keywords = "Analytical Chemistry, Antioxidants, Chlorogenic Acid, Cooking, Eggplant, Food Science, Fruit, Magnetic Resonance Spectroscopy, Medicine (all), NMR relaxometry, Phenols, Phytochemicals, Solanum melongena",
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TY - JOUR

T1 - Cooking influence on physico-chemical fruit characteristics of eggplant (Solanum melongena L.)

AU - Conte, Pellegrino

AU - Fibiani, Marta

AU - Francese, Gianluca

AU - Rotino, Giuseppe L.

AU - Lo Scalzo, Roberto

AU - Mennella, Giuseppe

AU - D'Alessandro, Antonietta

PY - 2016

Y1 - 2016

N2 - Physico-chemical traits of three eggplant genotypes ("Tunisina", "Buia" and "L 305") were evaluated before and after two cooking treatments (grilling and boiling). Different genotypes revealed different changes after cooking, with "Tunisina" showing a better retention of phytochemicals with respect to other two genotypes. The main physical phenomena were water loss during grilling, and dry matter loss after boiling. Chlorogenic acid, the main phenolic in eggplant, resulted higher in grilled samples, while delphinidin glycosides resulted more retained in boiled samples. Glycoalkaloids, thiols and biogenic amines were generally stable, while 5-hydroxy-methyl-furfural was found only in grilled samples. Interestingly, Folin-Ciocalteu index and free radical scavenging capacity, measured with three different assays, were generally increased after cooking, with a greater formation of antioxidant substances in grilled samples. NMR relaxation experiments clarified the hypothesis about the changes of eggplant compounds in terms of decomposition of larger molecules and production of small ones after cooking.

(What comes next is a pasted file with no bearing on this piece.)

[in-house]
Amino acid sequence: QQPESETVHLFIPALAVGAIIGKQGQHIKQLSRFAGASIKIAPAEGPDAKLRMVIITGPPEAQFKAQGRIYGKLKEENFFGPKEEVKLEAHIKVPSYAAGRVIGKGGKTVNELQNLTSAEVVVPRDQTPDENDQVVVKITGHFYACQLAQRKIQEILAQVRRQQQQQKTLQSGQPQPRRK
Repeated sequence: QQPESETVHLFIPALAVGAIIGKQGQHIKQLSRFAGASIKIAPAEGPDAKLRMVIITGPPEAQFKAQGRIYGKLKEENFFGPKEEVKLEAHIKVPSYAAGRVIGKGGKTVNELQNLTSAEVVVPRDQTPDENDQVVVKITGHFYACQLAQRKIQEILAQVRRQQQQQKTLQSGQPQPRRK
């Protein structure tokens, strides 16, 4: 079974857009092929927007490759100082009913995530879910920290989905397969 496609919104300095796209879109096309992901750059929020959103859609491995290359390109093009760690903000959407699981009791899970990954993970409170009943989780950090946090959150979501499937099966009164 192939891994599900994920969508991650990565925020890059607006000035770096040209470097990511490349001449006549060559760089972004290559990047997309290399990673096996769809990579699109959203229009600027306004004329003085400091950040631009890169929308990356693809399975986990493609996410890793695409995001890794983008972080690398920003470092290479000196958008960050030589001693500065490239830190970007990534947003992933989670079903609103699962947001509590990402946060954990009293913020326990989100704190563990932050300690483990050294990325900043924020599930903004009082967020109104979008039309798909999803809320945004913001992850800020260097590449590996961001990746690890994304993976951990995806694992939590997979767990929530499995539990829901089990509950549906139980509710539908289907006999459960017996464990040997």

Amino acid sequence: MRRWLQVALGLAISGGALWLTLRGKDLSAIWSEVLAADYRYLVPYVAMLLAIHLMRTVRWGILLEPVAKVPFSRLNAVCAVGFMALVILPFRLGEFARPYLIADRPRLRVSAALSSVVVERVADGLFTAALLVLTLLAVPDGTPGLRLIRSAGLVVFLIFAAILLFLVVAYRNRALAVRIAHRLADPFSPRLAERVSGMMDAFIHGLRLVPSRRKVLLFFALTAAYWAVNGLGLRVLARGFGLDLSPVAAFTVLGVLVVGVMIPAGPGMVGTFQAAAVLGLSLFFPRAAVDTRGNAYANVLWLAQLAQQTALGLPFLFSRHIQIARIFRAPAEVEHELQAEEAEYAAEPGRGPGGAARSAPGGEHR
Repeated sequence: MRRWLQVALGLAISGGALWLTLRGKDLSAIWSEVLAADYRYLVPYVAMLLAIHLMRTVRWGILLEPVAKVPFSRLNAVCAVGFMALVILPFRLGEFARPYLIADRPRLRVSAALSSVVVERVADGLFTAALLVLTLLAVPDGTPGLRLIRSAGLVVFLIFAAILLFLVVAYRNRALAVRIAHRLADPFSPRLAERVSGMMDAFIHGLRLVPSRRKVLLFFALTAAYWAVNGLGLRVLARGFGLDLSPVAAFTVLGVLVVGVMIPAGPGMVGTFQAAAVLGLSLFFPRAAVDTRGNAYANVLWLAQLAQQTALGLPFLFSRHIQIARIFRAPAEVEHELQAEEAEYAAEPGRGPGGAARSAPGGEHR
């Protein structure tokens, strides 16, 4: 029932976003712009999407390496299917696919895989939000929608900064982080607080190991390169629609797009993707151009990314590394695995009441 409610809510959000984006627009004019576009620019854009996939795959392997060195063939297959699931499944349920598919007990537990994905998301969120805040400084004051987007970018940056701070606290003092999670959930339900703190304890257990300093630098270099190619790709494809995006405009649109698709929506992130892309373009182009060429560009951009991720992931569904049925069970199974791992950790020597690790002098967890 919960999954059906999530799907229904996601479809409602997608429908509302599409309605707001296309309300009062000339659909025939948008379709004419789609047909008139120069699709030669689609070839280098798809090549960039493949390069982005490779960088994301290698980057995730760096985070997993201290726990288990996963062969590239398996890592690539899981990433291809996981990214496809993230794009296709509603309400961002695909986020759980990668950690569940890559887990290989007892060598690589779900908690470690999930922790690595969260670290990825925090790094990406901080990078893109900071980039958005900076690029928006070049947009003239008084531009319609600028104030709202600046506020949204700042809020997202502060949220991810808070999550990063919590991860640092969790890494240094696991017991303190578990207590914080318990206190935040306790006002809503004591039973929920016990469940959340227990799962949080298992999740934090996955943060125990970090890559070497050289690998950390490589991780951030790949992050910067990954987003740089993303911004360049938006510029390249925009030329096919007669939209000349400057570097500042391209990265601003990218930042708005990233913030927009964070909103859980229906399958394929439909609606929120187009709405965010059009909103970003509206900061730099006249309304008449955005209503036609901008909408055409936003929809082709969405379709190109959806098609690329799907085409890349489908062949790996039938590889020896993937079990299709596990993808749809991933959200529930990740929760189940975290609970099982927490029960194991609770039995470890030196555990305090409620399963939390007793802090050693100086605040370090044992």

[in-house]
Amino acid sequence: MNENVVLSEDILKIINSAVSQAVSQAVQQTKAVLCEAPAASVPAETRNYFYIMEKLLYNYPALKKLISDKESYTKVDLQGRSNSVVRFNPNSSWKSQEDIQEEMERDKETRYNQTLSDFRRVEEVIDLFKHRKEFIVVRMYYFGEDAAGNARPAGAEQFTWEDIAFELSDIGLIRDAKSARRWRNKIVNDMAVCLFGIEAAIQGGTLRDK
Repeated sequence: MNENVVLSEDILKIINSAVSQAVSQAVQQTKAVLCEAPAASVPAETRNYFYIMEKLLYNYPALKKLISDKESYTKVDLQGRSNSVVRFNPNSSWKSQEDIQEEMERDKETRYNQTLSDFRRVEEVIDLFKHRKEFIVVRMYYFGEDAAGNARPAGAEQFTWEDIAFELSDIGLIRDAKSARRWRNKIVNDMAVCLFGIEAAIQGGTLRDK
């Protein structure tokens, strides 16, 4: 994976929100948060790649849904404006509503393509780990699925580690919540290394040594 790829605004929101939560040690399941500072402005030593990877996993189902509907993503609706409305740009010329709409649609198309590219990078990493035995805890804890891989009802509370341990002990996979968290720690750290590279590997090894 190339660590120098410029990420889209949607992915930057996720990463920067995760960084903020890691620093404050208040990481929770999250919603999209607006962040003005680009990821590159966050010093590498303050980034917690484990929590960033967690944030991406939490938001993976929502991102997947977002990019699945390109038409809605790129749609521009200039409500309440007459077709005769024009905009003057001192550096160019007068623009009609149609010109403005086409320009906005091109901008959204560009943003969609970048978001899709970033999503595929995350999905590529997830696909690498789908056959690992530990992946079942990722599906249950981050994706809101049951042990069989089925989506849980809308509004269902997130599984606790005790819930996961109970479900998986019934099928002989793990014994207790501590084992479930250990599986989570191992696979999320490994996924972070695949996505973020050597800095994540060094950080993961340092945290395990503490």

AB - Physico-chemical traits of three eggplant genotypes ("Tunisina", "Buia" and "L 305") were evaluated before and after two cooking treatments (grilling and boiling). Different genotypes revealed different changes after cooking, with "Tunisina" showing a better retention of phytochemicals with respect to other two genotypes. The main physical phenomena were water loss during grilling, and dry matter loss after boiling. Chlorogenic acid, the main phenolic in eggplant, resulted higher in grilled samples, while delphinidin glycosides resulted more retained in boiled samples. Glycoalkaloids, thiols and biogenic amines were generally stable, while 5-hydroxy-methyl-furfural was found only in grilled samples. Interestingly, Folin-Ciocalteu index and free radical scavenging capacity, measured with three different assays, were generally increased after cooking, with a greater formation of antioxidant substances in grilled samples. NMR relaxation experiments clarified the hypothesis about the changes of eggplant compounds in terms of decomposition of larger molecules and production of small ones after cooking.

KW - Analytical Chemistry

KW - Antioxidants

KW - Chlorogenic Acid

KW - Cooking

KW - Eggplant

KW - Food Science

KW - Fruit

KW - Magnetic Resonance Spectroscopy

KW - Medicine (all)

KW - NMR relaxometry

KW - Phenols

KW - Phytochemicals

KW - Solanum melongena

UR - http://hdl.handle.net/10447/218893

UR - http://www.elsevier.com/locate/foodchem

M3 - Article

VL - 194

SP - 835

EP - 842

JO - FOOD CHEMISTRY

JF - FOOD CHEMISTRY

SN - 0308-8146

ER -